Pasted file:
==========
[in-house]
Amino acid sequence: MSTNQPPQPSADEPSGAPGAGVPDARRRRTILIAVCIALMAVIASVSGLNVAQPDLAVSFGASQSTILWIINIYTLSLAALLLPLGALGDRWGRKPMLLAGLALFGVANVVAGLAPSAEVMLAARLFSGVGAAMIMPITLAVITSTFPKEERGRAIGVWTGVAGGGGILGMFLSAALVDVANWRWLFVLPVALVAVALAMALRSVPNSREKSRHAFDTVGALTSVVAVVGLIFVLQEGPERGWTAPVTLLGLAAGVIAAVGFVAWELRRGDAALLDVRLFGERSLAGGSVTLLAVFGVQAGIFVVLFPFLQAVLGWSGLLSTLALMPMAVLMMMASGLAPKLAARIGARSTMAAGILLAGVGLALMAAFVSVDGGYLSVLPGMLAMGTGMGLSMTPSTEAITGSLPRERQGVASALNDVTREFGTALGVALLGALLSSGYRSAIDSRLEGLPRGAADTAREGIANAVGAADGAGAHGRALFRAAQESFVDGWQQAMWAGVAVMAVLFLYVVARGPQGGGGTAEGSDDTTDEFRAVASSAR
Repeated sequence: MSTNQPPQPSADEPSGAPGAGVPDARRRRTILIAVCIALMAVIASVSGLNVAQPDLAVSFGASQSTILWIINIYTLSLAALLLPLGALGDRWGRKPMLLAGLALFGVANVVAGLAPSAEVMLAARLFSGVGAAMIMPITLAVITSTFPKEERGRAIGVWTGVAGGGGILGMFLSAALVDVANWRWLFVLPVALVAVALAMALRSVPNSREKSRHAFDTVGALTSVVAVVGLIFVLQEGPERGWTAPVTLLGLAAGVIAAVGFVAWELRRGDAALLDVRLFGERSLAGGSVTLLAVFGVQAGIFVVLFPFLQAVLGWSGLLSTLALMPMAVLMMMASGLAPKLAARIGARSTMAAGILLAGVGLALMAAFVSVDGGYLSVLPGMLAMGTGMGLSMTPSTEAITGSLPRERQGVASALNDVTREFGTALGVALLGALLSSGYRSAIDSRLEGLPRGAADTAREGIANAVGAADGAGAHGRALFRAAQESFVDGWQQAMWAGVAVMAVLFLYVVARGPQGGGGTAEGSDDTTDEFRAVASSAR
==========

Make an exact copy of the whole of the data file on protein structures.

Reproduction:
[in-house]
Amino acid sequence: MSTNQPPQPSADEPSGAPGAGVPDARRRRTILIAVCIALMAVIASVSGLNVAQPDLAVSFGASQSTILWIINIYTLSLAALLLPLGALGDRWGRKPMLLAGLALFGVANVVAGLAPSAEVMLAARLFSGVGAAMIMPITLAVITSTFPKEERGRAIGVWTGVAGGGGILGMFLSAALVDVANWRWLFVLPVALVAVALAMALRSVPNSREKSRHAFDTVGALTSVVAVVGLIFVLQEGPERGWTAPVTLLGLAAGVIAAVGFVAWELRRGDAALLDVRLFGERSLAGGSVTLLAVFGVQAGIFVVLFPFLQAVLGWSGLLSTLALMPMAVLMMMASGLAPKLAARIGARSTMAAGILLAGVGLALMAAFVSVDGGYLSVLPGMLAMGTGMGLSMTPSTEAITGSLPRERQGVASALNDVTREFGTALGVALLGALLSSGYRSAIDSRLEGLPRGAADTAREGIANAVGAADGAGAHGRALFRAAQESFVDGWQQAMWAGVAVMAVLFLYVVARGPQGGGGTAEGSDDTTDEFRAVASSAR
Repeated sequence: MSTNQPPQPSADEPSGAPGAGVPDARRRRTILIAVCIALMAVIASVSGLNVAQPDLAVSFGASQSTILWIINIYTLSLAALLLPLGALGDRWGRKPMLLAGLALFGVANVVAGLAPSAEVMLAARLFSGVGAAMIMPITLAVITSTFPKEERGRAIGVWTGVAGGGGILGMFLSAALVDVANWRWLFVLPVALVAVALAMALRSVPNSREKSRHAFDTVGALTSVVAVVGLIFVLQEGPERGWTAPVTLLGLAAGVIAAVGFVAWELRRGDAALLDVRLFGERSLAGGSVTLLAVFGVQAGIFVVLFPFLQAVLGWSGLLSTLALMPMAVLMMMASGLAPKLAARIGARSTMAAGILLAGVGLALMAAFVSVDGGYLSVLPGMLAMGTGMGLSMTPSTEAITGSLPRERQGVASALNDVTREFGTALGVALLGALLSSGYRSAIDSRLEGLPRGAADTAREGIANAVGAADGAGAHGRALFRAAQESFVDGWQQAMWAGVAVMAVLFLYVVARGPQGGGGTAEGSDDTTDEFRAVASSAR